The limited evidence that exists seems to suggest that experience of interacting with children is related to better performance in detecting deception or truthfulness. The Taylor and Hill-Davies study suggests that this ability may be related to sensitivity to physical cues associated with deception. Another perspective is that perhaps parents and experienced professionals working with children who are better at detecting deception are generally more sensitive in terms of interpersonal behaviour.
The Chahal and Cassidy  study provided some evidence of differences dependant on whether the target child was a boy or a girl. The social work group were better at detecting deception in the female target whereas teachers were better when the target was a male. In the adult literature there was a consistent gender  and ethnicity effect  in responses to offenders in the criminal justice system. The question remains as to whether gender or ethnicity has an impact on adult judgements regarding children’s testimony.
The current study aimed at testing the ability of parents and professionals who work with children to detect deception and truthfulness in children from different gender and ethnicity. In addition it explored the role of interpersonal sensitivity in regard to performance.
Participants and design
The study used an experimental design in which video-taped statements of 5 different children reporting on the same incident were played to a total of 178 participants in four groups, police officers, social workers, teachers, and early childhood studies students as set out in the demographics table below. The sample consisted of 50 males (mean age 30.2, Sd= 2.1) and 128 females (mean age 29.6, Sd =2.3), 91 parents (mean age 30.8, Sd=1.9) and 87 non-parents (mean age 28.9, Sd=2.0). The overall age range was 27-40 years with a mean age of 30.0. The sample was selected within a narrow age range in order to control for an age – experience effect. The sex distribution of parents was 28 males and 63 females and for non-parents 22 males and 65 females.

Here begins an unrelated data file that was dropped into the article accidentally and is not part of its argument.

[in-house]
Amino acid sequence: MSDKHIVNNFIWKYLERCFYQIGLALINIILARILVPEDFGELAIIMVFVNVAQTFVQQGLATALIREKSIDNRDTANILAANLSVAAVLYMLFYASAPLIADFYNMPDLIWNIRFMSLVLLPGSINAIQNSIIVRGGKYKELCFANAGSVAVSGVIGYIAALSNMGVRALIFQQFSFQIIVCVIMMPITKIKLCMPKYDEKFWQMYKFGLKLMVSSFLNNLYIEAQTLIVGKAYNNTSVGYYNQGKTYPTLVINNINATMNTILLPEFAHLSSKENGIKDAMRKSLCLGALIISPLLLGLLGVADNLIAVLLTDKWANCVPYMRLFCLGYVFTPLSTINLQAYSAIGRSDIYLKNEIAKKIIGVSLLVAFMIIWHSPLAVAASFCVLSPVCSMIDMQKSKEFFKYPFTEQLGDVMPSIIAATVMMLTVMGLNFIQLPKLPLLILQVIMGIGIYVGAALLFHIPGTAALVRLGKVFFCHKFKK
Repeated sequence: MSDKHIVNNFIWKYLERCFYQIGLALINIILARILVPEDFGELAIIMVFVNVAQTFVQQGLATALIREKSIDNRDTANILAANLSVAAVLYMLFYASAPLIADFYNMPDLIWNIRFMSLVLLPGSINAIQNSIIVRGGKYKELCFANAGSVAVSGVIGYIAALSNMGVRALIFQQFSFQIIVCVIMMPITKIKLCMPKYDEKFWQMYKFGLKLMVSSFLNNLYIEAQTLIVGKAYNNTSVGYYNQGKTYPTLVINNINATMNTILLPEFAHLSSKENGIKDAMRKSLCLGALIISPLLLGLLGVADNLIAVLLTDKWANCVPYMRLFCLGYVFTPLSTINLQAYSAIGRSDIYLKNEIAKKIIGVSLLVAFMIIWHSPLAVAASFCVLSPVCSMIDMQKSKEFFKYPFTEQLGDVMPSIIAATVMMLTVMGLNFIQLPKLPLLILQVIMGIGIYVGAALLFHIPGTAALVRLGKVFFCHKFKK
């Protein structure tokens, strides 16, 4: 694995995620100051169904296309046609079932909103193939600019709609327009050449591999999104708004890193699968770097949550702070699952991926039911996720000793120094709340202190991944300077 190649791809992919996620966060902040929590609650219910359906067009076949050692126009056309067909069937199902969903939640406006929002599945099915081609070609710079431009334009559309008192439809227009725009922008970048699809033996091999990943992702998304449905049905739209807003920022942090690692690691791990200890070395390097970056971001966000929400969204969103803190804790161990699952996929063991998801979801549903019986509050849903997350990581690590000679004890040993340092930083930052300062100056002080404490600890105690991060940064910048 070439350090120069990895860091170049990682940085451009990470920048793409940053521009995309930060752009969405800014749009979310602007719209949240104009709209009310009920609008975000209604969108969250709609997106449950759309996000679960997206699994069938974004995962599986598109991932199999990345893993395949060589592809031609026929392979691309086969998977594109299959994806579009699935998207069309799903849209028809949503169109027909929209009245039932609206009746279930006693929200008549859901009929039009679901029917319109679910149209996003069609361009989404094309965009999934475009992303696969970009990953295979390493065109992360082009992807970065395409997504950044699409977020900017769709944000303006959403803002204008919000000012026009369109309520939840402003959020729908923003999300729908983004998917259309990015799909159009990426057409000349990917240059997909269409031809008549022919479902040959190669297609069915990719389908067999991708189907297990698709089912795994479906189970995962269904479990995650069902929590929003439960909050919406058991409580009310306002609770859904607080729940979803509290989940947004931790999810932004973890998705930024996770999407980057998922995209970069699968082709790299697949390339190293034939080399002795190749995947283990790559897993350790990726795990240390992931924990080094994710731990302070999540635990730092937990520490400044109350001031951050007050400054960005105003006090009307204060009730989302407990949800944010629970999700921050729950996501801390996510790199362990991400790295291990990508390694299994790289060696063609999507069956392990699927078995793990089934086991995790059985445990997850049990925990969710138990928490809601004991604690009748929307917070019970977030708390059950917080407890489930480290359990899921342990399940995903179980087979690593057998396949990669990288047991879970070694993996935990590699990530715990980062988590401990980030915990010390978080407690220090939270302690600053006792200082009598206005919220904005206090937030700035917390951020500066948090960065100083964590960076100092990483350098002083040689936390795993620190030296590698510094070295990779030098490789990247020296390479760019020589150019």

Videotaped recordings of 5 children all aged 8 years, 2 white males, 2 white females, and 1 black male. A black female initially recruited felt too shy to proceed and withdrew from the recording. The children were reporting on the same incident which they had watched on television. Each recording lasted for 5 minutes.
Participants were given a questionnaire designed to collect information on age, sex, and parental status. In addition they completed a twenty-item bipolar rating scale which included a question on whether or not the child was lying, a 16 item Inter- Personal Sensitivity Scale (IPSS), and those who were parents were asked to complete a Parental Communication Style Scale (PCSS). See Appendix for all scales used.
The Inter-Personal Sensitivity Scale (IPSS): This was a 16 item measure of interpersonal sensitivity measuring perceived style of social interaction. Each item was measured on a 5-point Likert scale from strongly agree to strongly disagree. The scale had been developed for another study . Using Principal Component Analysis (PCA) and Varimax rotation into simple structure the scale collapsed into 6 factors accounting for 68% of the variance. Four factors were identified, labelled, and reliability tested; interpersonal skill (Cronbach Alpha = .75), eye-contact (Cronbach Alpha =.71), intrapersonal emotion (Cronbach Alpha = .89), and interpersonal emotion (Cronbach Alpha = .65). High scores on the scales indicate; interpersonal skill – more confident social interaction; eye-contact - more ease in engaging in eye-contact with others; intrapersonal emotion – in control of own emotions, and interpersonal emotion – comfortable in dealing with other’s emotions.
The Parental Communication Style Scale (PCSS): This is a 7-item scale developed for the study to measure the level and depth of perceived communication of parents with children. The scale has a Cronbach Alpha of .79.